Shelby American Up Close and Behind the Scenes
1962–1965: The Venice Years
“For me, Shelby American died after the move to LAX. I never felt fully comfortable at the new facility, and I worked there only when it was necessary. So much changed with that move, and I found it a cold working environment compared with the Venice shops and the camaraderie we enjoyed there. All of the accomplishments during the Venice years define what most consider—and what actually was—the real legacy of Shelby American.”
Consider that the man uttering these words used to work out of “a tiny, smelly, poorly ventilated totally inadequate former [ladies’] bathroom” at one the original Shelby American shops to appreciate just how much he disliked the new, larger digs at the Los Angeles airport. But he is right, the sheer scale of the new operation—brought about by the “mass production” (of sorts) of the Mustang GT 350—would have changed the dynamics of the workday. Not least, Carroll Shelby himself, the man his first employee called the “Pied Piper” whom no one could resist, would no longer have had the same sort of shoulder-by-shoulder interaction with the team that called itself the “Venice Crew,” happy (so they say) to pull all-nighters, do any job, even work without pay just to create an audacious race car out of nothing.
That car was the Cobra and forests have been felled to record its history on paper. Original Shelby American employees are becoming an endangered species so that well will go dry one of these days. Shelby American photographer Dave Friedman says it was Shelby himself who suggested to him, some years after Friedman had already left, to interview as many of the old 1962–65 crew as he could.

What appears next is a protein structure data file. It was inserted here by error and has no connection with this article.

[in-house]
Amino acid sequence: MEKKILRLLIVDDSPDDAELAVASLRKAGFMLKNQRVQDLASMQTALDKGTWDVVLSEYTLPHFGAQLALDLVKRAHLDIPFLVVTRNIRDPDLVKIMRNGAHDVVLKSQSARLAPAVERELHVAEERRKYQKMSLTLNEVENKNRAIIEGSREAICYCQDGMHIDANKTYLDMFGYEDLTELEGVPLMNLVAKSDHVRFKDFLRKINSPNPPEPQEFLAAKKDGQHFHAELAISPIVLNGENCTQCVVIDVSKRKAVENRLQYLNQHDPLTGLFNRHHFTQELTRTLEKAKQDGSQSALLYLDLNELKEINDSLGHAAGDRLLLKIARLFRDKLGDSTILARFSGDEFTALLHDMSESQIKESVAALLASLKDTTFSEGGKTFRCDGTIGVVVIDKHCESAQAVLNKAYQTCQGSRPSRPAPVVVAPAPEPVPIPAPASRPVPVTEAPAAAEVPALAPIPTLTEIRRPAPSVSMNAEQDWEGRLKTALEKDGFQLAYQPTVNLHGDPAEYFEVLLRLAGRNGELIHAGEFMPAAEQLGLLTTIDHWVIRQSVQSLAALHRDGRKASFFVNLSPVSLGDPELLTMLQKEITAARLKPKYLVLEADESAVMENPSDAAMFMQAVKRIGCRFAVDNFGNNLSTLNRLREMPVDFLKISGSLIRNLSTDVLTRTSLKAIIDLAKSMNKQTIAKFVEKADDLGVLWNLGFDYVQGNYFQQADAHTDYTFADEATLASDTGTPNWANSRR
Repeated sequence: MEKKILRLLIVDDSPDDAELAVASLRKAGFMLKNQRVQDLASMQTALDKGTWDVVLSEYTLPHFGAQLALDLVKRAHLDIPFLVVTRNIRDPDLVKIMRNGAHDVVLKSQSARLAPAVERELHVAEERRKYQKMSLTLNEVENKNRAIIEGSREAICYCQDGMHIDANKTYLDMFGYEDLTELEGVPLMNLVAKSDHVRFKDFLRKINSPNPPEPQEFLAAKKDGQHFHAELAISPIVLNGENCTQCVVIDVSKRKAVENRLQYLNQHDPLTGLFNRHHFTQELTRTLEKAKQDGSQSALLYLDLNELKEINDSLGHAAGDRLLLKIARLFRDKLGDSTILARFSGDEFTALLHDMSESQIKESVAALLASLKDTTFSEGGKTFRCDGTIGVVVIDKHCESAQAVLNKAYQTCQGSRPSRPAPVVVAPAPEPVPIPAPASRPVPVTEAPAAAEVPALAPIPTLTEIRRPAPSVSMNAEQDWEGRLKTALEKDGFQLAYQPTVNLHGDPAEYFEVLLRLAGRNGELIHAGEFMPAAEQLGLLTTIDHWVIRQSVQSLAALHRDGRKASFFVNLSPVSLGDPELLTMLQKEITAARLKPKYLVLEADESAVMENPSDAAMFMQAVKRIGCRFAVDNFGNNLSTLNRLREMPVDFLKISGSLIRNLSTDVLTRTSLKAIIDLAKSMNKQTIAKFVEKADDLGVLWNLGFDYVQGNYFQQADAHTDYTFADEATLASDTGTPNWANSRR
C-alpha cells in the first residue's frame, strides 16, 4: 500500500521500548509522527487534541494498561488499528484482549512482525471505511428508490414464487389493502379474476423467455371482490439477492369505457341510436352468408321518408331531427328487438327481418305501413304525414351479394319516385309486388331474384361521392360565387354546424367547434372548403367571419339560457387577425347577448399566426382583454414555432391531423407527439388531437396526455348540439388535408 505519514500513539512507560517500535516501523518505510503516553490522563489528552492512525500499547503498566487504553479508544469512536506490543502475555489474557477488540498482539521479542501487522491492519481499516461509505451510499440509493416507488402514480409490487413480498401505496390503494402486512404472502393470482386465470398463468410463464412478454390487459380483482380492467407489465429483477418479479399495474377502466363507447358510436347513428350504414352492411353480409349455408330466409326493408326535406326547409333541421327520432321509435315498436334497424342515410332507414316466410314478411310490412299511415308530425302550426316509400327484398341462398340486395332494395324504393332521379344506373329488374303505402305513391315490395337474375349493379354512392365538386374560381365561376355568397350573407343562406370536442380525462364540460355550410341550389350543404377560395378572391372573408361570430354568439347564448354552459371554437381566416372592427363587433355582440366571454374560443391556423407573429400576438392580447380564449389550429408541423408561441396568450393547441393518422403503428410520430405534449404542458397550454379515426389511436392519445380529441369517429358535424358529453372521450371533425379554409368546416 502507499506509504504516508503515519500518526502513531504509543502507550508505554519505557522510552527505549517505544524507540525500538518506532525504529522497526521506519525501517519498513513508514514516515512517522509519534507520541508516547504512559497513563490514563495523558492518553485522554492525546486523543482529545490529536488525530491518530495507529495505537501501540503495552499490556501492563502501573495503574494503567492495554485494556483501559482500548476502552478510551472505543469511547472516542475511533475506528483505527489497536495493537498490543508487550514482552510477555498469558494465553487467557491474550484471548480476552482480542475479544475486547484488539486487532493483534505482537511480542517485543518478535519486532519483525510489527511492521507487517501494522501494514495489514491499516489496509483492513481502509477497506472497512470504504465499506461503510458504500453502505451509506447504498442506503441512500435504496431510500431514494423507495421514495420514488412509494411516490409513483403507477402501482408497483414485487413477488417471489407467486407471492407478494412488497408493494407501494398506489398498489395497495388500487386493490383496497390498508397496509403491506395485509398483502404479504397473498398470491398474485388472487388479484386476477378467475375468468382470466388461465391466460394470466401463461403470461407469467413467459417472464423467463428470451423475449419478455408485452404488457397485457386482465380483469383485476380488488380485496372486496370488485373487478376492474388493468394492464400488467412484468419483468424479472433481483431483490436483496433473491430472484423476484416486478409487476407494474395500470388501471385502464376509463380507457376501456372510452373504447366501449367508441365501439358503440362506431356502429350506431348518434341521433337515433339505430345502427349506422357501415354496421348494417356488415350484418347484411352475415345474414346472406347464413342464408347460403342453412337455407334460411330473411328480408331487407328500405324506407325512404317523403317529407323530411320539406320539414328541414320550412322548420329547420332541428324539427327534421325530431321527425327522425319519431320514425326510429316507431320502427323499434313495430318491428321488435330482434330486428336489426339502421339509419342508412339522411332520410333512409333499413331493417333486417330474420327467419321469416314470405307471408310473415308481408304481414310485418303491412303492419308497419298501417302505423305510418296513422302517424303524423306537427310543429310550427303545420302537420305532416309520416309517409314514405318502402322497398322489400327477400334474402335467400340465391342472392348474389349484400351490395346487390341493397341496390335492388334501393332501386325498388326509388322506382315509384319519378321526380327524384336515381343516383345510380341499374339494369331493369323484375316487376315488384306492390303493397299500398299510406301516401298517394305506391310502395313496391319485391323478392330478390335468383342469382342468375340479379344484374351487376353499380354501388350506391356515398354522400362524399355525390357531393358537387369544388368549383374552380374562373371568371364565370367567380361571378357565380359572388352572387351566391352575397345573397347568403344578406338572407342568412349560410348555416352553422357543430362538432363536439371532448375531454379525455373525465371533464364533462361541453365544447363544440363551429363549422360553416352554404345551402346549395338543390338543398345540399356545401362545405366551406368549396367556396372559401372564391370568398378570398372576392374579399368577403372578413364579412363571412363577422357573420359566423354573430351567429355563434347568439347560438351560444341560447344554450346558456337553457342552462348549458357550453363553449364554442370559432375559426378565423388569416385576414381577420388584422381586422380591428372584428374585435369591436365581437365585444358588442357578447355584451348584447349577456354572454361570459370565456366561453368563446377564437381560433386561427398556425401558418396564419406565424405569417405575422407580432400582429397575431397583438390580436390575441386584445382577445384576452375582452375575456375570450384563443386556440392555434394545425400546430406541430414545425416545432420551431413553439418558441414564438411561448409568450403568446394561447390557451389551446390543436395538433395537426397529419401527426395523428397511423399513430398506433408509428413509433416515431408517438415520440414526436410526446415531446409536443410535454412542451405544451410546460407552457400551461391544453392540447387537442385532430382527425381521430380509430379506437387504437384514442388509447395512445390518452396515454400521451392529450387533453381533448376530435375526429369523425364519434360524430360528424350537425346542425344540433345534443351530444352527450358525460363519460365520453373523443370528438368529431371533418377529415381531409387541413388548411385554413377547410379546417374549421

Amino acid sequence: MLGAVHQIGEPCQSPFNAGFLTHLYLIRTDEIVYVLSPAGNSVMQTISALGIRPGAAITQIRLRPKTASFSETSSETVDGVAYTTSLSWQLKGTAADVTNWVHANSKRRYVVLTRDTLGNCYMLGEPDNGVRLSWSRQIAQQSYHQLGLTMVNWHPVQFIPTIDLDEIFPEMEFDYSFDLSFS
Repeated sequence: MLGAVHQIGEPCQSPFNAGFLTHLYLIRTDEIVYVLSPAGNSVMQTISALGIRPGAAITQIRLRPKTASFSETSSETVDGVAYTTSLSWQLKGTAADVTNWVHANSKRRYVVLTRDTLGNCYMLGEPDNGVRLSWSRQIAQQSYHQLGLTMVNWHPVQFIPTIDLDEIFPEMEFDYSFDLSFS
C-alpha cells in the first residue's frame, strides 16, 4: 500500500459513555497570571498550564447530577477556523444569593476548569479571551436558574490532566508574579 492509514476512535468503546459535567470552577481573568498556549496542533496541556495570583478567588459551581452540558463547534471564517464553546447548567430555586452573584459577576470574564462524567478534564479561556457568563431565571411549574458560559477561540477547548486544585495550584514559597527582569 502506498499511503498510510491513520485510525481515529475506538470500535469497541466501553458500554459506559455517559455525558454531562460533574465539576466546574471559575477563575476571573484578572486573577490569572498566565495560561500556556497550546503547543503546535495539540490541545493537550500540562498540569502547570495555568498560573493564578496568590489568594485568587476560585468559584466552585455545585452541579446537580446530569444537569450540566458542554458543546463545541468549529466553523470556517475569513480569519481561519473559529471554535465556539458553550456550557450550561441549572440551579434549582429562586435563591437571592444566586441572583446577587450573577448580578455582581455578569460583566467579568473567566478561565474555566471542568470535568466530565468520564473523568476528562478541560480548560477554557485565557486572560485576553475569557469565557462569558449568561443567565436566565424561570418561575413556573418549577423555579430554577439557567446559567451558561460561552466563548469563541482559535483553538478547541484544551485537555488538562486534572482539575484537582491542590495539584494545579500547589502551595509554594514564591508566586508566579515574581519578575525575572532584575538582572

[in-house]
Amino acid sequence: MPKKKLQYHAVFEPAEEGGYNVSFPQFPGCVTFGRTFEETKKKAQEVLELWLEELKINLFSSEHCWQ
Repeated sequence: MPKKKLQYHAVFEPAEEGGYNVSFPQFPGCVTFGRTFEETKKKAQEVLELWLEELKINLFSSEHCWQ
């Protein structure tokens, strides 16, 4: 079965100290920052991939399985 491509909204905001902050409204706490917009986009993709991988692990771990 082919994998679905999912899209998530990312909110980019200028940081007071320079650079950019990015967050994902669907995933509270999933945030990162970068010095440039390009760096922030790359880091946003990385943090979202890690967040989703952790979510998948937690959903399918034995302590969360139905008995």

Just like no one back in the day would have believed old Cobras would ever mean anything to anyone so Friedman surely never expected his photos to ever become such an important testament of their time. He has published a dozen books already, all heavy on photos, and still he has more to pull out of his hat.
Even if this book contained nothing but photos it would be desirable because many of them are new to the printed record or seldom seen, with only a certain small number of already published photos used again for the sake of story continuity. As the book doesn’t say otherwise, they are presumably all Friedman’s even if not necessarily from his own archive (some Mustang negatives, for instance, had been stolen, so new scans were made from someone else’s stash of period Friedman prints).
But this book adds plenty of words to the mix, Friedman’s own along with many primary sources, to tell the rich story of a time and place that all who were there agree could never be duplicated. Friedman doesn’t just offer a backstory to his photos but a fully fleshed out history of the early years at Venice and the team’s global racing activities. The story would be richer still if the modern reader, or the one not steeped in Southern California car culture of the 1960s, were given a fuller sense of that fairly unique place, Venice.
The aforementioned Mustang GT 350 is covered here too because the first chassis arrived already in 1964, before Shelby moved to LAX. Even Sunbeam Tigers and Ford GTs passed through the Venice shops and are shown. The book’s landscape format (12 x 9.75″) takes full advantage of the real estate. Appended are 1692–67 race results; Index.
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